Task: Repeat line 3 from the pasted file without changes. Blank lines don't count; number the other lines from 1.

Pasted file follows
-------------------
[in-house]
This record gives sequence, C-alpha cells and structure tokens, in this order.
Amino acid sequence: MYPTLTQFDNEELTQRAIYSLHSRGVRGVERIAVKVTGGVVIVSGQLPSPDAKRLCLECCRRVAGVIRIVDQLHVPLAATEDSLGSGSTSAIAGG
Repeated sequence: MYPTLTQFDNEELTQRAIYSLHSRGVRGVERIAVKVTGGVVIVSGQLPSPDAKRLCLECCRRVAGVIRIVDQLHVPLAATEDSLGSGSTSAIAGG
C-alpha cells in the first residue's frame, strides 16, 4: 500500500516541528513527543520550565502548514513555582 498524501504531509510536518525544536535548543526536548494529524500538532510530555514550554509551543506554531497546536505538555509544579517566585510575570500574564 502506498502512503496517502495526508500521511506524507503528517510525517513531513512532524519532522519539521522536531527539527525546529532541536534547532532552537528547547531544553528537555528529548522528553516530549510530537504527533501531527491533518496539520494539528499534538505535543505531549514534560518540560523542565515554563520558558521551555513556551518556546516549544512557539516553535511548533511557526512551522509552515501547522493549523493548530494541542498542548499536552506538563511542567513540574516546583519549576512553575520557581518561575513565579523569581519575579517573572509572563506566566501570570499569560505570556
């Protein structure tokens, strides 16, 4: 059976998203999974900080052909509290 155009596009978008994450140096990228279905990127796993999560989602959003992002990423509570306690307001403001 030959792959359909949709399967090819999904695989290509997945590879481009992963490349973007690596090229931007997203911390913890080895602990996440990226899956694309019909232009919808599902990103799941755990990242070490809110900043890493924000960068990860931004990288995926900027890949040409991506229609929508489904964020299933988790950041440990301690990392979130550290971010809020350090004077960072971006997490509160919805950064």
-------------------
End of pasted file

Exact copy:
Amino acid sequence: MYPTLTQFDNEELTQRAIYSLHSRGVRGVERIAVKVTGGVVIVSGQLPSPDAKRLCLECCRRVAGVIRIVDQLHVPLAATEDSLGSGSTSAIAGG